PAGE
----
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03/22/88 STATE INDIANA v. STEVEN P. MILEFF AND

Filed: March 22, 1988.

STATE OF INDIANA, APPELLANT (THIRD-PARTY PLAINTIFF BELOW),
v.
STEVEN P. MILEFF AND CINCINNATI INSURANCE COMPANY, APPELLEES (THIRD-PARTY DEFENDANTS BELOW)



APPEAL FROM THE MARSHALL SUPERIOR COURT, The Honorable R. Alexis Clarke, Judge, Cause No. SC 85-215

Conover, J., Miller, P.j., and Buchanan, J., concur.

Author: Conover

CONOVER, J.

The State of Indiana (State) appeals the entry of summary judgment in favor of Steven P. Mileff and Cincinnati Insurance Company (collectively, Mileff) in an action where the State seeks to enforce a Workmen's Compensation employer's lien on the proceeds of a settlement reached in the employee's action against Mileff, a negligent third party.

Affirmed in part, reversed in part, and remanded.

Restated, the State's issues are

1. whether the trial court erred by determining the State had no valid lien upon the third party settlement,

2. whether the trial court erred by determining the State waived any claim or lien against the settlement proceeds by failing to give notice it intended to assert an employer's statutory lien,

3. whether the lien should be asserted against the settlement funds now in the hands of Robertson, and

4. whether the trial court erred by assessing costs against the State.

Lorie Robertson (Robertson), a State employee acting within the course and scope of her employment, was injured in an automobile accident in Fulton County in July, 1983. Her attorney filed two separate law suits, one against the State for negligent design of the highway at the accident site, the other against Mileff the other driver. Judgment against the State was entered in the negligence action, but the cause was reversed on appeal.

Robertson did not file a Workmen's Compensation claim against her employer, the State, because her attorney believed the State was liable for negligence. She did, however, claim and receive disability benefits totaling $20,152.32 under the Indiana Administrative Code, Sec. 31 I.A.C. 2-11-5 as a merit employee of the State. After the accident, the State filed a Form 24 report of the injury with the Industrial Board as required by statute. Prior to the appeal of the State's case, it filed a set of interrogatories, one requiring disclosure of any actions against third parties. Robertson's answer informed the State of her action against Mileff. The State, however, never notified any of these parties it intended to assert an employer's lien to recover its expenditures due to Robertson's injuries.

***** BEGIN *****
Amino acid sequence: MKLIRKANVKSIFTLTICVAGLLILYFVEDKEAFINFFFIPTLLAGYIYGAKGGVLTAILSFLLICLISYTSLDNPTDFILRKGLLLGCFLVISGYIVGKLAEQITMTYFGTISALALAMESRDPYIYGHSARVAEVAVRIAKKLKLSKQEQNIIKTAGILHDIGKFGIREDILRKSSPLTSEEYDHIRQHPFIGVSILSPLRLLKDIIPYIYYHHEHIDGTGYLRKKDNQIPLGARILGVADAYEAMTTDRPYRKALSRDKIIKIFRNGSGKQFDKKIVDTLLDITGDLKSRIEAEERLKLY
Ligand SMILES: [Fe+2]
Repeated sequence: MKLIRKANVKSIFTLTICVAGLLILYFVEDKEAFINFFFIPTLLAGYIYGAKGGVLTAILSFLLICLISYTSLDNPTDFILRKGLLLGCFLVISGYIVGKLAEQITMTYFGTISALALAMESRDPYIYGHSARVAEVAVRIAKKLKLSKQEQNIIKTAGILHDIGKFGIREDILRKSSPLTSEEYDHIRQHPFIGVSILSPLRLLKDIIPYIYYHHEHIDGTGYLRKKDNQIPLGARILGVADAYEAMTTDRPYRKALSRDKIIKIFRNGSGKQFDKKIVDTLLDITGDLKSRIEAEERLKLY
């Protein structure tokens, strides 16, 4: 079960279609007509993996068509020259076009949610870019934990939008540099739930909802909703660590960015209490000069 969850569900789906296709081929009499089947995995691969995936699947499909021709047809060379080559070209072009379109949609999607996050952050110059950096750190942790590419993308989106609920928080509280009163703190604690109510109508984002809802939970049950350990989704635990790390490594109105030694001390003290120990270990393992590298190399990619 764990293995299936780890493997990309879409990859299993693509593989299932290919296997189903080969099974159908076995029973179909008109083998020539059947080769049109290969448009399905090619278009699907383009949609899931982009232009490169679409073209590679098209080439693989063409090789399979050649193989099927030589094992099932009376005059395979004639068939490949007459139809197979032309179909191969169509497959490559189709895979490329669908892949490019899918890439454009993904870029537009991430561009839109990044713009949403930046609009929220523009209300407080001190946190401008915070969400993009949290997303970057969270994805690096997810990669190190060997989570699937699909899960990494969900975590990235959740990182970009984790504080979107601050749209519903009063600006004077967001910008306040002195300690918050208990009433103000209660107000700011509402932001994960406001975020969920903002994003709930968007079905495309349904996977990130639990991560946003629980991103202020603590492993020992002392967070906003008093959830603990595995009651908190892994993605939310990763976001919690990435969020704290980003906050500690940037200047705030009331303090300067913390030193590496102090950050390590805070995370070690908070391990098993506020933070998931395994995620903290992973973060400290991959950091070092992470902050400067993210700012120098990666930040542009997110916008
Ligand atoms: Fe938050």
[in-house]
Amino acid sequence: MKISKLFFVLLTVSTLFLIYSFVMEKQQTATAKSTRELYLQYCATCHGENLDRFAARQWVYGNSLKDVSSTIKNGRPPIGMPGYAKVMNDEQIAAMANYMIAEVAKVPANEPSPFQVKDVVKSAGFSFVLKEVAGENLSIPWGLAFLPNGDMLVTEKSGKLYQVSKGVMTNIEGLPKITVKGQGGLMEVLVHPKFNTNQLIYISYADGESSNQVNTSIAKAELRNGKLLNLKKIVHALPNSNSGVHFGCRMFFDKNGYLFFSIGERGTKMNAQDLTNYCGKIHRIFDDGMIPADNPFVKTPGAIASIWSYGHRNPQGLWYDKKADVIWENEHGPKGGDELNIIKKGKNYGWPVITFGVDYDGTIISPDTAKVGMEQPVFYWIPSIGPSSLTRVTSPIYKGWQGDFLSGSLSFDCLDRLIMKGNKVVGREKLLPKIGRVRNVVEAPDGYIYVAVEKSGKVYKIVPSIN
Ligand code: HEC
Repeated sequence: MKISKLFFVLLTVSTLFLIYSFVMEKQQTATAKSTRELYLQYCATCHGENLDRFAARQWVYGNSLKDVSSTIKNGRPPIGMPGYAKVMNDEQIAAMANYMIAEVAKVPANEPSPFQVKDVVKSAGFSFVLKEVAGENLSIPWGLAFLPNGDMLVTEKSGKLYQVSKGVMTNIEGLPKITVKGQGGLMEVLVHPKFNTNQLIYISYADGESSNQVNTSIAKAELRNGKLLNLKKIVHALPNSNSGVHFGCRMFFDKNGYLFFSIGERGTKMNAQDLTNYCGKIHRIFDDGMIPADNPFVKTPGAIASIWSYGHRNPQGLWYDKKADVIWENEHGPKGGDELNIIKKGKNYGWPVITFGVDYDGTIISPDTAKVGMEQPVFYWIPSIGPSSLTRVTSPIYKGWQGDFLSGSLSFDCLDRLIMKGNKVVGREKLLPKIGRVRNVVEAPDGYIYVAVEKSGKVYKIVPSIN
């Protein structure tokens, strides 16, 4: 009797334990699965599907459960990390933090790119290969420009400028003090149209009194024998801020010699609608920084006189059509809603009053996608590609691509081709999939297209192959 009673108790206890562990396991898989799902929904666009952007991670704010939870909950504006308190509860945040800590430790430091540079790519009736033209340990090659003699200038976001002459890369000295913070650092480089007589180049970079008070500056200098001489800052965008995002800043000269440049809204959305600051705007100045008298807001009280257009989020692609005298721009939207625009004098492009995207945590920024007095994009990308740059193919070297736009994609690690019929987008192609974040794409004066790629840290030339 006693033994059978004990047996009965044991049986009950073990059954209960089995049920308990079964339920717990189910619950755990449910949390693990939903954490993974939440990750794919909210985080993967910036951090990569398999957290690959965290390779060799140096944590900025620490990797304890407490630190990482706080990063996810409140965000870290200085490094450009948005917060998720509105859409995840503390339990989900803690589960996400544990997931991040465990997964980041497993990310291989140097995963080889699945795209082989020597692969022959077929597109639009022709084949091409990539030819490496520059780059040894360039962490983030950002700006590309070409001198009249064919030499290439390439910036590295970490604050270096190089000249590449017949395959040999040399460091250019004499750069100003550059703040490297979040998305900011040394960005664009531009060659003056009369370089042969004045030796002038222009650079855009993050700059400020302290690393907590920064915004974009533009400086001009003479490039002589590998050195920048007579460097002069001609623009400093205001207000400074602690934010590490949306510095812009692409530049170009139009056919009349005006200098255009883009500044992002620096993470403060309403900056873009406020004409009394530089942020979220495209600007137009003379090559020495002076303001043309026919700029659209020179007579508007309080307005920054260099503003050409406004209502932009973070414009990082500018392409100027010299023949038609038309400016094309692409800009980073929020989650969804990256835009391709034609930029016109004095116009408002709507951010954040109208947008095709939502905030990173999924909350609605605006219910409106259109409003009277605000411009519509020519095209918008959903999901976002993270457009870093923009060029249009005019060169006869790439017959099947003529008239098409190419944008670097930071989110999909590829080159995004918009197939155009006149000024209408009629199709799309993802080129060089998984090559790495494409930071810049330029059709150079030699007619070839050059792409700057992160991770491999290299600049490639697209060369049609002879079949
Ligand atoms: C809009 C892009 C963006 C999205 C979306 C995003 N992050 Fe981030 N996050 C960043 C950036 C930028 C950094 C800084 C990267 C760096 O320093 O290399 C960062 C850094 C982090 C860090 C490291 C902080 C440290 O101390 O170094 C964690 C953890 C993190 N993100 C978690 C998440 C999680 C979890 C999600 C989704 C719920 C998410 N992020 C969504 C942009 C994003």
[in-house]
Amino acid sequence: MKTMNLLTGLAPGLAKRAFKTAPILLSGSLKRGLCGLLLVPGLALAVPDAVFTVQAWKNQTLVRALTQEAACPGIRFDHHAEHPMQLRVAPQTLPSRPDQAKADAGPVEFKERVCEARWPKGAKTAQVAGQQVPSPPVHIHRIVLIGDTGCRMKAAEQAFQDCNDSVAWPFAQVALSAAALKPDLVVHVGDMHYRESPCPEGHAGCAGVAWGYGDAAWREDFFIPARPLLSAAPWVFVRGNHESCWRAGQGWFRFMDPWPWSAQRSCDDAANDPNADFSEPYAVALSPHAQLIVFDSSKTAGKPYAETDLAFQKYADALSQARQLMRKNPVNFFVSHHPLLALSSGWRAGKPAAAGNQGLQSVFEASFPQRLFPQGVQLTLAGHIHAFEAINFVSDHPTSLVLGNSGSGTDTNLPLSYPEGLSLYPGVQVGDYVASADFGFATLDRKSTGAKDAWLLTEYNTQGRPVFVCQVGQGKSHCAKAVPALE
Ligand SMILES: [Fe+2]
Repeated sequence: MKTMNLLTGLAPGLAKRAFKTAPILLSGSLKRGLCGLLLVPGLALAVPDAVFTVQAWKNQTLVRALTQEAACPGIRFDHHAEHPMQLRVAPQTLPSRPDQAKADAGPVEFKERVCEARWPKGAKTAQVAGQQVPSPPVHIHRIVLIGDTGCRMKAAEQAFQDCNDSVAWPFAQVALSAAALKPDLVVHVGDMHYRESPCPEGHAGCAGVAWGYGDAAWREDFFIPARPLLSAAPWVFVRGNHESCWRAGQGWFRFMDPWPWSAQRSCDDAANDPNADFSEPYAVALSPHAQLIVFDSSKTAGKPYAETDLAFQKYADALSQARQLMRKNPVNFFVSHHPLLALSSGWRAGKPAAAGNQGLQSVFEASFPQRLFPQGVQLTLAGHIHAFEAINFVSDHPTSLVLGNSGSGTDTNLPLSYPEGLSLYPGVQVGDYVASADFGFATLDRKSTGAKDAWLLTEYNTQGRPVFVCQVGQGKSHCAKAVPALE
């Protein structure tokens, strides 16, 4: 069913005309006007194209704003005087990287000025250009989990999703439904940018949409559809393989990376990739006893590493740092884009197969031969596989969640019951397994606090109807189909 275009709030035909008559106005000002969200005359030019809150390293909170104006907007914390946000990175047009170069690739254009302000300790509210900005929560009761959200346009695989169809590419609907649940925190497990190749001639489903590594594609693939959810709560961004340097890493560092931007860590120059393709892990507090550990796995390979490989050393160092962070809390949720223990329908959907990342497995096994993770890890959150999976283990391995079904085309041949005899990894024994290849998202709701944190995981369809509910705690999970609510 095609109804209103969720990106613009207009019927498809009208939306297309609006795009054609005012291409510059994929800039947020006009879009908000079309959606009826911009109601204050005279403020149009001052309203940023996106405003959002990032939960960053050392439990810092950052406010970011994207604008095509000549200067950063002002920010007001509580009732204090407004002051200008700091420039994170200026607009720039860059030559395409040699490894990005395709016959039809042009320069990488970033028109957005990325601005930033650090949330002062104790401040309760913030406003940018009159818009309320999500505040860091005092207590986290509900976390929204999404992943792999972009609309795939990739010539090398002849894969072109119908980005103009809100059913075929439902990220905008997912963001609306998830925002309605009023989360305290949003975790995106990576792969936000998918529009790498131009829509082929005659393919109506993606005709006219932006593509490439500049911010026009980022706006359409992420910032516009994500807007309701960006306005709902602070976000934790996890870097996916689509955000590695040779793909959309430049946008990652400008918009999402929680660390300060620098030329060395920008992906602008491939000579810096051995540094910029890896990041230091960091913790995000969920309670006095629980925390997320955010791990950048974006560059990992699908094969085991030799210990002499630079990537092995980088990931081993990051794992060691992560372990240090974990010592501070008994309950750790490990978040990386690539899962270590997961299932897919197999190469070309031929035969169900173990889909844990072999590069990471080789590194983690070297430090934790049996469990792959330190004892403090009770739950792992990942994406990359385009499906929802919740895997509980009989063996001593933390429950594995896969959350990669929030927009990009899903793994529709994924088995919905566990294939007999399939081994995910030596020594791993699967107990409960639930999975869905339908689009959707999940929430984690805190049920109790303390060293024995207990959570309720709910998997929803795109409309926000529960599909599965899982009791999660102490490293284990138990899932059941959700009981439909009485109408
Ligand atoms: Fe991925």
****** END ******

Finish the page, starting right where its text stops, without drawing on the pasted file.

In 1984, Robertson and Mileff began negotiations for settlement of that lawsuit. As a preliminary to those Discussions, Robertson's attorney asked her immediate supervisor at the Northern Indiana Children's Hospital to determine whether the State intended to press its claim for reimbursement for money it had expended because of Robertson's injuries in the automobile accident. The supervisor responded in the negative.

Thereafter, Robertson and Mileff settled the case. Robertson was paid $4,107.65 for lost time from work and $40,000 for injuries she received in the accident. The State now seeks to enforce a statutory employer's lien against Mileff for $20,152.32 covering medical and wage payments made to or for Robertson because of this accident.

From an adverse summary judgment, the State appeals.

When reviewing the grant of a motion for summary judgment we stand in the shoes of the trial court. Lafary v. Lafary (1985), Ind.App., 476 N.E. 155, 158. We must determine whether any genuine issue of material fact exists and whether the law was correctly applied. Mead, Johnson and Co. v. Oppenheimer (1984), Ind.App., 458 N.E.2d 668. We must liberally construe all evidence in favor of the nonmovant and resolve any doubt as to the existence of a genuine issue against the proponent of the motion. Kahf v. Charleston South Apartments (1984), Ind.App., 461 N.E.2d 723; Grimm v. F.D. Borkholder Co., Inc. (1983), Ind.App., 454 N.E.2d 84, 86; Moll v. South Central Solar Systems, Inc. (1981), Ind.App., 419 N.E.2d 154, 159. Summary judgment may not be used as a substitute for trial to resolve factual disputes. Even if the trial court believes the nonmoving party will not be successful at trial, where material facts conflict or conflicting inferences are possible from undisputed facts, summary judgment should not be entered. Grimm, 454 N.E.2d at 86; Clipp v. Weaver (1983), Ind., 451 N.E.2d 1092; English Coal, Inc. v. Durcholz (1981), Ind.App., 422 N.E.2d 302, 307.

We have a duty to sustain the action of the trial court if it can be done on any legal ground on the record. This is true even though the reasons given by the trial court for its action may be erroneous, if the ruling can be sustained on any other ground. Hurst v. Board of Comm'rs. of County of Pulaski (1985), Ind., 476 N.E.2d 832, 834; Elmore v. City of Sullivan (1978), Ind.App., 380 N.E.2d 108, 110. This rule applies ...


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